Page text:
Life Lessons from Simple Games
Game Theory course teaches strategic leadership in JBU's MBA program
Friday, September 25, 2015
Are there lessons for life that we can learn from studying simple games? Yes, and quite a few, as it turns out. “Game theory” – the systematic study of strategic interaction – has emerged as an important field of investigation over the past several decades. One of the insights we learn early in studying game theory is that many types of interaction in seemingly different situations end up looking very similar from a strategic perspective, when reduced to essential components. Let’s consider a few examples.
Rock, Paper, Scissors
Take the children’s game, “Rock, Paper, Scissors.” This classic, played in various forms around the world, teaches youngsters the importance of being unpredictable in certain strategic situations. Rock, Paper, Scissors is paralleled in a scenario I call, “Games Terrorists Play.” In real life, criminals and terrorists employ similar strategies to achieve their goals, unpredictably and randomly attacking unwitting victims. Perhaps less obvious, however, is the optimal strategic response to criminals and terrorists: to be effective – just like in Rock, Paper, Scissors – those combating the bad guys must also be unpredictable. Acting randomly can pay off; acting predictably can be fatal!
A Game of Chicken
In the film, Rebel without a Cause, James Dean famously plays a game of chicken, racing cars to the edge of a cliff, and then jumping out just before plunging over the edge. Too crazy for rational, mature people in real life, right? We would hope so, but actually, nations play games of chicken in international relations and military exercises all the time, as exemplified by the “Hainan Island Incident.” In 2001, a U.S. Navy airplane gathering intelligence near the coast of China was intercepted by Chinese fighter jets. While such encounters happen regularly, in this particular case, two planes collided, sending the U.S. aircraft to an emergency landing in China, while the Chinese fighter crashed into the sea, killing the pilot and causing a major international incident. Viewing incidents like this one through the lens of game theory helps us understand why seemingly crazy and entirely avoidable tragedies can happen, even as the result of fully rational behavior.
The Prisoner’s Dilemma
In the business world, competition frequently resembles a classic simple game – the “prisoner’s dilemma.” In this dilemma, two prisoners are being held in separate cells and asked to “confess” their crimes, and implicating their partner. Both prisoners will be well off if both remain silent, but each is given an incentive to confess: cooperating with the authorities and testifying against their partner will reduce one’s own punishment. However – and herein lies the rub – if both confess and implicate each other, they both end up worse off. Game theory shows why players are likely to pursue this strategy of confessing, even as it ends up making everyone worse off – and we begin to see how pervasive this kind of social dilemma is in life, affecting everything from cooperation in team projects to business competition.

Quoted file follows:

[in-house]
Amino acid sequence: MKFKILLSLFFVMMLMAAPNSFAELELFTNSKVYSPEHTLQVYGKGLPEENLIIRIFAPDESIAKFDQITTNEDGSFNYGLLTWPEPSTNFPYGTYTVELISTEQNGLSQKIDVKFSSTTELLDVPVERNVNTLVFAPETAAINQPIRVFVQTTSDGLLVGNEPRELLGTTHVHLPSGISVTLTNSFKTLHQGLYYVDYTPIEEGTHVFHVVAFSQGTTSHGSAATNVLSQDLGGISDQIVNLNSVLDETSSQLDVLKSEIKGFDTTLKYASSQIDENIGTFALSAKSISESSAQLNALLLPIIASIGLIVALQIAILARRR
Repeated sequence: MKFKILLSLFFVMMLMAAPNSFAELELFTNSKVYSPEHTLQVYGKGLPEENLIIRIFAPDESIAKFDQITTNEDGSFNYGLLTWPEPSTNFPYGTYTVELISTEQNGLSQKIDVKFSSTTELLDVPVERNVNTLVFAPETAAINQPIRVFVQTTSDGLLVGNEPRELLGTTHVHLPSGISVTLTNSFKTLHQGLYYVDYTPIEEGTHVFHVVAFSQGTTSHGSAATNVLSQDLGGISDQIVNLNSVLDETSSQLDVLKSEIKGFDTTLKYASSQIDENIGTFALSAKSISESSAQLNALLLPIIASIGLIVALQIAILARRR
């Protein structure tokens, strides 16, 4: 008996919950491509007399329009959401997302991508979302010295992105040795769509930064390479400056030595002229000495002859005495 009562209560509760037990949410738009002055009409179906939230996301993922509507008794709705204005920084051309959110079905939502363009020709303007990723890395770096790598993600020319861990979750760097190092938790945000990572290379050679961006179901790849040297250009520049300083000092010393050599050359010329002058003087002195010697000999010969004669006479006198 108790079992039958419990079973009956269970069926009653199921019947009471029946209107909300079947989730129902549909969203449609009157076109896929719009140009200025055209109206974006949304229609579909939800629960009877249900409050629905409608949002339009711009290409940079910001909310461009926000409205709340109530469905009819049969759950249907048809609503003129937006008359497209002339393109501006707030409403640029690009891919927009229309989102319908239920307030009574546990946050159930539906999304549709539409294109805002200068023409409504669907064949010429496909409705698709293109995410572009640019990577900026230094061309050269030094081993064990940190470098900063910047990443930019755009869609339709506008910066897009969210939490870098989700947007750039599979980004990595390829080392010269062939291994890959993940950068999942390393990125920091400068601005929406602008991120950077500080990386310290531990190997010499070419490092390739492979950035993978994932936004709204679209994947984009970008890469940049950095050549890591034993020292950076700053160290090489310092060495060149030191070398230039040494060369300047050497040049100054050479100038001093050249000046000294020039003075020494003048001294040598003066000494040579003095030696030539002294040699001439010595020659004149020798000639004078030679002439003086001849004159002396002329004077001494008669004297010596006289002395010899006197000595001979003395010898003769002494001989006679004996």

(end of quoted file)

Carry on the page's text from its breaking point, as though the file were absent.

Imagine two gasoline stations across the street from each other: both earn high profits by keeping their prices high, but each is tempted to decrease their price to attract more customers. In the end, both may end up lowering their prices, even as their profits dwindle – seemingly poor strategic decisions, but readily explained by game theory. When we combine game theory with a little economic analysis, we can use these tools to study optimal strategic behavior, such as how to respond to a rival’s price decrease or an increase in the rival’s advertising, and how much profit could be generated by cooperating with the rival. But of course we also learn about the risks of falling prey to a rival’s strategy or finding ourselves in violation of the antitrust laws!
In our graduate programs at JBU, courses like Game Theory and Managerial Economics combine to give us a set of analytical tools that help us understand behavior in both descriptive and prescriptive ways. First, our theory helps us understand why people, including those in business, behave the way they do; then, theory helps us understand and determine optimal best responses to the actions, or anticipated actions, of others. In learning to understand strategic behavior, we become better, savvier business people, comprehending and engaging the world around us.
Randall E. Waldron, Ph.D.
Soderquist Chair and Professor of Economics & International Business
Soderquist College of Business
John Brown University